Jan. 19 Writing Prompt

This week has started a trend in the writing prompts to get you to practice certain aspects of scene building. Today, we will continue that trend.

So far we have built a scene using only dialogue and we have built a scene using no dialogue at all. Let’s work more with adjectives.

I am sure, by now, that most of you know I am opposed to long, flowery descriptions of things when it doesn’t matter. I despise reading sentences and paragraphs that drone on and on about a single item.

Often, I will use the blue-eyed person looking down the street example. This is because we tend to get into that “show don’t tell” aspect, but our inner creative wants to be powerful and poetic.

Truth is, that 99% of the time, it is just shitty writing. I have yet to read a book where knowing the MC has “steely blue eyes, like ocean currents in a pool of heavenly skies” means a damn thing to the story.

Similes, metaphors and adverbs are okay to use. Just do so sparingly.

Anyway, I digress. Today’s prompt will add a bit of flowery poetic prose into the scene building process.

Remember that it is useful when it matters. If it is important to the story, the character or the arcs, then by all means, be flowery and use prose or flowing words.

While doing so, though, understand that most of the time, it isn’t needed.

Today, we will focus on a time when it is needed.


January 19

Create a scene describing the house where the entire story will take place.


With this prompt you can have characters and dialogues if you want. But, I want you to focus on describing the house. As you can see, it is quite important as this is the sole location of the story.

The House
Set your scene using a house, describe it how ever you think is best.

You don’t need to go an describe every room, every plank of wood. Instead, think about the house as the stage. What is important that we, the reader, need to know?

For this exercise, use as many adjectives and adverbs as you see fit. Get flowery and long-winded with your sentences. Really dig in deep and get the atmosphere of the house, the feelings, joy, sorrow or fear.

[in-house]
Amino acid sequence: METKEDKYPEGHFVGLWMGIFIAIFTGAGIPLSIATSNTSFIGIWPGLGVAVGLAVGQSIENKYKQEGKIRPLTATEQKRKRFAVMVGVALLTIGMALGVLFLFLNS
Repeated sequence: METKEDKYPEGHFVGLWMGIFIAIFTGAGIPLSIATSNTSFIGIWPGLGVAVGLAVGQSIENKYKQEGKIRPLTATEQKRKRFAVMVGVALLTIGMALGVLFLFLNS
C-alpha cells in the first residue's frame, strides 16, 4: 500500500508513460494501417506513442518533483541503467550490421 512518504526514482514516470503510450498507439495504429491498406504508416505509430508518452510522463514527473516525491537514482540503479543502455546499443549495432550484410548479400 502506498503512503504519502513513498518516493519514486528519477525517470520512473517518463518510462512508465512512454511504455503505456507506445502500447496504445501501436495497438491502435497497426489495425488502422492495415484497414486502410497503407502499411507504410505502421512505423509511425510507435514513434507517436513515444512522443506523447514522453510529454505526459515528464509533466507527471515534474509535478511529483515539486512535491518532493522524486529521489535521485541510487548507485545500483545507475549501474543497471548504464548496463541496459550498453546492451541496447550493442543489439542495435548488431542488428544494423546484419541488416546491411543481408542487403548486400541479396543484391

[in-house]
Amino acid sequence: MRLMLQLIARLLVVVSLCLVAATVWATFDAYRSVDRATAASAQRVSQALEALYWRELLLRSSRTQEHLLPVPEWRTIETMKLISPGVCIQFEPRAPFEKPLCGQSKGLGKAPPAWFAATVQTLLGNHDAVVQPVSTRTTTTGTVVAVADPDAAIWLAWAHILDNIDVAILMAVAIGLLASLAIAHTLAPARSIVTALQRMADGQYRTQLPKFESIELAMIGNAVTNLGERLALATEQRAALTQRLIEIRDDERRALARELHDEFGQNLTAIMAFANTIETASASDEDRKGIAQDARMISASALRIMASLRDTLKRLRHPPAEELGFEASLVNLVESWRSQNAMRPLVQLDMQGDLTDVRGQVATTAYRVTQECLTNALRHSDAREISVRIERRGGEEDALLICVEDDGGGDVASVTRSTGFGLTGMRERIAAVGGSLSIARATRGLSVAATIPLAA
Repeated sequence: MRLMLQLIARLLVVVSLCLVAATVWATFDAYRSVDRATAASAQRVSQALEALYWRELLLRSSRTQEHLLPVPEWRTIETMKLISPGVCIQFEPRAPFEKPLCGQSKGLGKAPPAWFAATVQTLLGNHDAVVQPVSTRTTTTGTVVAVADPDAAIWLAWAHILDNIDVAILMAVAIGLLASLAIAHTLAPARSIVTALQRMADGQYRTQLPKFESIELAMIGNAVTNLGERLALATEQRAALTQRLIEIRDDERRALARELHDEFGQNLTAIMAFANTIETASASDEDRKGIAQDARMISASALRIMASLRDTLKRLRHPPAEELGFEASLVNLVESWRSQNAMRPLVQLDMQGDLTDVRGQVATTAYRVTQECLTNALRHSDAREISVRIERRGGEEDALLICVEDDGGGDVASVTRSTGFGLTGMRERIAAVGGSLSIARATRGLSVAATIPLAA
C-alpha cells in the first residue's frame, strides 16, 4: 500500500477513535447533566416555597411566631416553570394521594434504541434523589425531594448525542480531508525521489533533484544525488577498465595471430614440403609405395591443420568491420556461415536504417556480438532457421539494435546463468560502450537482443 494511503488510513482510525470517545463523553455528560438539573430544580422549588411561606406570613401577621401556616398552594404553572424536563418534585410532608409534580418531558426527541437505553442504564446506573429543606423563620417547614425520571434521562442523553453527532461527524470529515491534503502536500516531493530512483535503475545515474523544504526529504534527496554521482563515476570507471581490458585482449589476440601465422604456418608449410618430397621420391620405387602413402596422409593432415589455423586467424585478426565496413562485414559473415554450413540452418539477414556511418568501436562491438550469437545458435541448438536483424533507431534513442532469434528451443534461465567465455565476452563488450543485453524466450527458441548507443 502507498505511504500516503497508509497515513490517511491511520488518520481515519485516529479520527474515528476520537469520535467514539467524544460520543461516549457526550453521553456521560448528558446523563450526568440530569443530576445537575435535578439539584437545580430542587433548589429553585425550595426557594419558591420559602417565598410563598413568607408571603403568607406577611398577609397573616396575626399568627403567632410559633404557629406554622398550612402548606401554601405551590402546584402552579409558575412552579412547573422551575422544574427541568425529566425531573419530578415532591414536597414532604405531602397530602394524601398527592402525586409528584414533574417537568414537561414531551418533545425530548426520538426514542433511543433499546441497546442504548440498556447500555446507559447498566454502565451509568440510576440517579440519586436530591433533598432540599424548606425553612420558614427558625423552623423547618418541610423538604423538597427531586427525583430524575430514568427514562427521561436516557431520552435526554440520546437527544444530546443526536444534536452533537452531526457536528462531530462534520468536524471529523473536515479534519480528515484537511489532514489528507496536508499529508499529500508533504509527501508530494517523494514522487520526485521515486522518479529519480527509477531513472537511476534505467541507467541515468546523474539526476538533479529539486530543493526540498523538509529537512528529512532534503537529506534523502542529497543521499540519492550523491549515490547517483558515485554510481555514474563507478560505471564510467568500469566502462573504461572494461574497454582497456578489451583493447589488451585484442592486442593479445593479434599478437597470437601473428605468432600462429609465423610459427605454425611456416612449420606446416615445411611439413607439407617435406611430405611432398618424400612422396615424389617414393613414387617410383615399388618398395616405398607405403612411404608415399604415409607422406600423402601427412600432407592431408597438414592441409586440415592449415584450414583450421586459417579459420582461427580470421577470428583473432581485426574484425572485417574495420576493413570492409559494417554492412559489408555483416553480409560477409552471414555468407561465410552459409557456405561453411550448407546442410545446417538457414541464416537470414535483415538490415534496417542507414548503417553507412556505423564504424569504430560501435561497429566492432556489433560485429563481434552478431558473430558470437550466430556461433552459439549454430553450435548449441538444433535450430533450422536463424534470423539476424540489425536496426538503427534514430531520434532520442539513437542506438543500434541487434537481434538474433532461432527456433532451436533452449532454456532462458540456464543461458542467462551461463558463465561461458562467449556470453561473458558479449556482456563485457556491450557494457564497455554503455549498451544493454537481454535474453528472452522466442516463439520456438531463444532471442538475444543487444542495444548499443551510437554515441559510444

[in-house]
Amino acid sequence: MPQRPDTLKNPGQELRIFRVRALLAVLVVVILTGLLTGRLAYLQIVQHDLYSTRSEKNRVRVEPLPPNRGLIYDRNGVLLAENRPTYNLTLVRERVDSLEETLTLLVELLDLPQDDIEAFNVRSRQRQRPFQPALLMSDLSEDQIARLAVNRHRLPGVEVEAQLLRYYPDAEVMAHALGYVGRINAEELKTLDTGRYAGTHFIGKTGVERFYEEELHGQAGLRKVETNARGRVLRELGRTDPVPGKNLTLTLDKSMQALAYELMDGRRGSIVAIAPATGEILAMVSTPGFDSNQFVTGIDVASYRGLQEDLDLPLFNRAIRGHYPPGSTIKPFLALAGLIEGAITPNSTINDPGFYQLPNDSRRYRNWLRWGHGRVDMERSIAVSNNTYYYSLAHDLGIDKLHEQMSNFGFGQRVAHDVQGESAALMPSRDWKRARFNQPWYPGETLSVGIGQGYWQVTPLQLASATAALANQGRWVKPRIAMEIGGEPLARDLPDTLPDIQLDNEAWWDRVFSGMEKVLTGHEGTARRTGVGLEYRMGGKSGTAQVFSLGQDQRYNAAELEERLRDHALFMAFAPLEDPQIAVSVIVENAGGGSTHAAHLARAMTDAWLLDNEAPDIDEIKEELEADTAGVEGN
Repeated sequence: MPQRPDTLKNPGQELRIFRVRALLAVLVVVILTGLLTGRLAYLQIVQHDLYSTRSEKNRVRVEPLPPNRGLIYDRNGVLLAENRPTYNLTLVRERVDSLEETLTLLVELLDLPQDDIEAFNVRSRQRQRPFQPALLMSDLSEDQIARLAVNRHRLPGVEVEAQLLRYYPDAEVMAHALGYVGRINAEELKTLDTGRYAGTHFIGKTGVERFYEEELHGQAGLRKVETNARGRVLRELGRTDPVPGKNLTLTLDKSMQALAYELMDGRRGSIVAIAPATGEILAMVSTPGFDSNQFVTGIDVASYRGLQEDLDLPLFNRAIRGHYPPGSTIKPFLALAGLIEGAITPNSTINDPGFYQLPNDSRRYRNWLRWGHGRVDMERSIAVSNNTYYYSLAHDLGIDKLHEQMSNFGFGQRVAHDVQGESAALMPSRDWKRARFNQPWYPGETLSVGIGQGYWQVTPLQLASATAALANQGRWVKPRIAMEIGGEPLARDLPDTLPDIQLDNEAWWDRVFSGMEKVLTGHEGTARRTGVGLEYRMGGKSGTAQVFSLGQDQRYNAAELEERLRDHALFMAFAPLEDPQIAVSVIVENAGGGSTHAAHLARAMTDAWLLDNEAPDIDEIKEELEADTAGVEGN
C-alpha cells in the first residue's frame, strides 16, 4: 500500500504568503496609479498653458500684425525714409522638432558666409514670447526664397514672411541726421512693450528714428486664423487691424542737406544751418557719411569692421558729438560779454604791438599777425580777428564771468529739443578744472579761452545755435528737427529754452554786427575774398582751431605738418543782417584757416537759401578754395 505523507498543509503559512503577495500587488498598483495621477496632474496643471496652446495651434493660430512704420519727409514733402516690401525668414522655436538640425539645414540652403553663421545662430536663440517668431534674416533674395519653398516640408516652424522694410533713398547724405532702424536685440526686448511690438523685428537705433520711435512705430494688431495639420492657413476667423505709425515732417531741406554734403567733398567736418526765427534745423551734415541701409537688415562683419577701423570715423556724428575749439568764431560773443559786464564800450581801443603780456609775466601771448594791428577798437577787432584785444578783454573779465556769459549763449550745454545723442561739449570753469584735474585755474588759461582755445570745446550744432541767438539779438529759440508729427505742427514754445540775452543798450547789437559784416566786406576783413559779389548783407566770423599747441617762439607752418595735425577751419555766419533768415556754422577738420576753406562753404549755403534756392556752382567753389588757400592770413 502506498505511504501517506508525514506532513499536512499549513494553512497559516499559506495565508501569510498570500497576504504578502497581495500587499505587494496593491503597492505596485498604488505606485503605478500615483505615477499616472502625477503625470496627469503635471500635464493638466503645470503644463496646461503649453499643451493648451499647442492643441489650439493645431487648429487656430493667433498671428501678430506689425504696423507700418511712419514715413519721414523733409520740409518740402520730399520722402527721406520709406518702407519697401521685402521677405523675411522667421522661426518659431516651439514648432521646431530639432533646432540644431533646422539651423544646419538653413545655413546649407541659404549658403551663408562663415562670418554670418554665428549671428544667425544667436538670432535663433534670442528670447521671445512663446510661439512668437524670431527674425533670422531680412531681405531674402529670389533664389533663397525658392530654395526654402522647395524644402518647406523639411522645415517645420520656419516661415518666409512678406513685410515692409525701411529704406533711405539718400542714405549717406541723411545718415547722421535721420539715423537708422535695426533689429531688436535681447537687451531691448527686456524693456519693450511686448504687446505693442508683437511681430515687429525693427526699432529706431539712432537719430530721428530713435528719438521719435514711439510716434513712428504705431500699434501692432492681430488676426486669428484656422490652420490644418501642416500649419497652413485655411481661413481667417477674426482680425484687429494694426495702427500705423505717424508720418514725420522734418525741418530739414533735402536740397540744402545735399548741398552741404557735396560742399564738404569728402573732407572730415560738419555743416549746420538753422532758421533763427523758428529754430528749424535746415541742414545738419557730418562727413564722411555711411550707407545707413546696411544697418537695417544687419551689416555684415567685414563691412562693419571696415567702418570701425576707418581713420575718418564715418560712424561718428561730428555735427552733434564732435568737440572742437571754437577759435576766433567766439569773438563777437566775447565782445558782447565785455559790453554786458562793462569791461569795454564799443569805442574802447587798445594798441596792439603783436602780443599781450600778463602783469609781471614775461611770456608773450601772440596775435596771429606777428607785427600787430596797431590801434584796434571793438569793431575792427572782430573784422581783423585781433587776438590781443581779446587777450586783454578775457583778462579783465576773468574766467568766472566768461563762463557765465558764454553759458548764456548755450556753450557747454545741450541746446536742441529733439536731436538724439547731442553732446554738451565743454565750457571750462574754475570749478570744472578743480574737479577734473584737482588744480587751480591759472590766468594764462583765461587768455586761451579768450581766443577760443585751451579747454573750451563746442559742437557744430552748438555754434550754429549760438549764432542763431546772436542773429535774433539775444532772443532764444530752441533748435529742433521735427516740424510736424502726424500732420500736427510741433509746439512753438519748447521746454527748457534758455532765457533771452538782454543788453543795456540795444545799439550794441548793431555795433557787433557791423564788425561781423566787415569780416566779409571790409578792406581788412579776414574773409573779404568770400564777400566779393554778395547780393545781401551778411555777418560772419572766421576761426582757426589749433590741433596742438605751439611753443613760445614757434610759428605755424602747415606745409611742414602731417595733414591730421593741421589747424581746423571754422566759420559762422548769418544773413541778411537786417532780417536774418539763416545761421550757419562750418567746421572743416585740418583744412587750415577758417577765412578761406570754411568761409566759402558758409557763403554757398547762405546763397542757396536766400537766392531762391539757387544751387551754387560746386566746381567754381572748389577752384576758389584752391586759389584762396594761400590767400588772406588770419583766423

Try to touch a nerve, or open a heart. Get your reader interested in the house and and ready to learn more about the story that is about to take place there.

When you are done, share with the class. Post your story in the comment section below for everyone to see!

Here is What I Came Up With

Jack’s Cadillac pulled slowly up the long gravel drive towards the house on Montgomery Avenue. The light rain falling didn’t help the eerie feeling shooting through his spine. He shouldn’t be here.

“It’s too late to think about that.” Jack said.

As the large house came into view, Jack gasped. The house was right out of a haunted story and while he knew things like ghosts and demons didn’t exist, if they did it would be here.

The three story home may have looked good in its day, but now it was run down, dilapidated and needed to be condemned. How anyone could live here was another mystery.

Where there were still shingles, the roof was bowed and cast weird shadows. The rest of the roof was patchwork of boards, repair attempts and giant holes. The roof looked to be the best part of the house to Jack.

Jack’s car bucked and protested at the sharp corners and over-sized potholes of the drive. He leaned forward and looked up through the windshield as he shifted into park.

The front door was off its hinges, old, weathered and kicked in. It used to be a yellow color, Jack guessed, but now resembled more of a dark brown from years of neglect, weather and what looked like blood.

The steps creaked and splintered under Jack’s feet and the railing that once was there was now broken and laying over the dead bushes that lined the front of the house.

Jack didn’t want to knock and he didn’t have to. Standing on the porch heard a voice from inside. The echo giving away the depth and size of the interior of the home.

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